With the advancement of digital technology and influx of places people store their money and information, there have never been more ways for fraudsters to attack. Credit unions must adapt and progress their fraud prevention methods at the same rate in order to keep their members’ accounts safe.
According to Javelin, there was $52 billion in identity fraud losses in the United States in 2021. Furthermore, fraud attempts doubled in recent years, increasing from $317.3 million in 2018 to $638.6 million in 2020 and $637.2 million in 2021, while there was a 58% increase in account takeover attacks in May 2022 alone.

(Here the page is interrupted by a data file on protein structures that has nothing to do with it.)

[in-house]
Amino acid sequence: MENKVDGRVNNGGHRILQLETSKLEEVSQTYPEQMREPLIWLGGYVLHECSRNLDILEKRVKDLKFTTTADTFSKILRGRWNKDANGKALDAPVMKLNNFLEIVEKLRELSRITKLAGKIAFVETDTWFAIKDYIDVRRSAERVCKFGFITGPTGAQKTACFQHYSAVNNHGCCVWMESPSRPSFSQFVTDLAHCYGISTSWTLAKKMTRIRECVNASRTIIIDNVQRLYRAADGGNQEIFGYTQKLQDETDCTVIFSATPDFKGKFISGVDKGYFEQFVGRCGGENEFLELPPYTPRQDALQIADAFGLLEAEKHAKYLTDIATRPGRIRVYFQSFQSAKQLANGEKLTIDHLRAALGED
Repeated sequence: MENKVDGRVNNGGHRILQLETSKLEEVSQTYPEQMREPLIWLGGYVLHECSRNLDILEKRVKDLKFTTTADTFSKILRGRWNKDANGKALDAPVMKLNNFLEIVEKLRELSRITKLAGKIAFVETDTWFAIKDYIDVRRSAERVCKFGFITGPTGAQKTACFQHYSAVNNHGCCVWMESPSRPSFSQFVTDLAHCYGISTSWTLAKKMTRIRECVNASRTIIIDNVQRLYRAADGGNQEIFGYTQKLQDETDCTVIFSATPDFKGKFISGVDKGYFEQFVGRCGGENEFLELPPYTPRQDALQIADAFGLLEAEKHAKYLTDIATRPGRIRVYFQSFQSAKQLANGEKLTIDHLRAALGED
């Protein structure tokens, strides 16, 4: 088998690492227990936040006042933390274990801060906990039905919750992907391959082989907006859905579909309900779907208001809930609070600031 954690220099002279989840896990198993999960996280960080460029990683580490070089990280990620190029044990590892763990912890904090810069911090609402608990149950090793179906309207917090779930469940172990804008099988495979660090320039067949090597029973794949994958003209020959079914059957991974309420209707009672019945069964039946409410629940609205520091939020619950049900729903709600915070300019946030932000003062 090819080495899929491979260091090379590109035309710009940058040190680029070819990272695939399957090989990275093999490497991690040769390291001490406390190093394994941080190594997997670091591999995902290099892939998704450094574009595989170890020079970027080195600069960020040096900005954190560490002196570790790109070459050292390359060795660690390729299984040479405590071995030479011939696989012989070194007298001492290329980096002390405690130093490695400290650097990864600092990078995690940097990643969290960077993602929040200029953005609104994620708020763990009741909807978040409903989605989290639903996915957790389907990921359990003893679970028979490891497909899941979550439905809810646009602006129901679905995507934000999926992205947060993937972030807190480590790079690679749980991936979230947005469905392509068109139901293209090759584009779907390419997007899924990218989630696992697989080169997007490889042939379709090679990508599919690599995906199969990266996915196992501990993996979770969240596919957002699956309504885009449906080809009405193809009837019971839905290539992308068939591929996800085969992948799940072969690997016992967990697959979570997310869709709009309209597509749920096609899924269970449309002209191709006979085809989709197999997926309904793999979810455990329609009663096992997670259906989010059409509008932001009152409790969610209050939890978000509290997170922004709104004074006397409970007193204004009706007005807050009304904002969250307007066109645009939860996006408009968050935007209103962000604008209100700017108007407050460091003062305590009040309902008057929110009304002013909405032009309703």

“These are some really powerful numbers,” says Fiserv Vice President of Product Patti Reid, who hosted a session Thursday at the 2022 CUNA Operations & Member Experience Council and CUNA Technology Council Conference in Las Vegas. “There’s a problem.”
There’s no easy way to solve the entire problem, but Reid says credit unions can use member data to combat against fraud. Credit unions naturally have significant information about each of their members. Does a certain member pick up coffee every day on their way to work? Have they changed their PIN number recently? Do they regularly pay for a certain utility on a peer-to-peer payment application?
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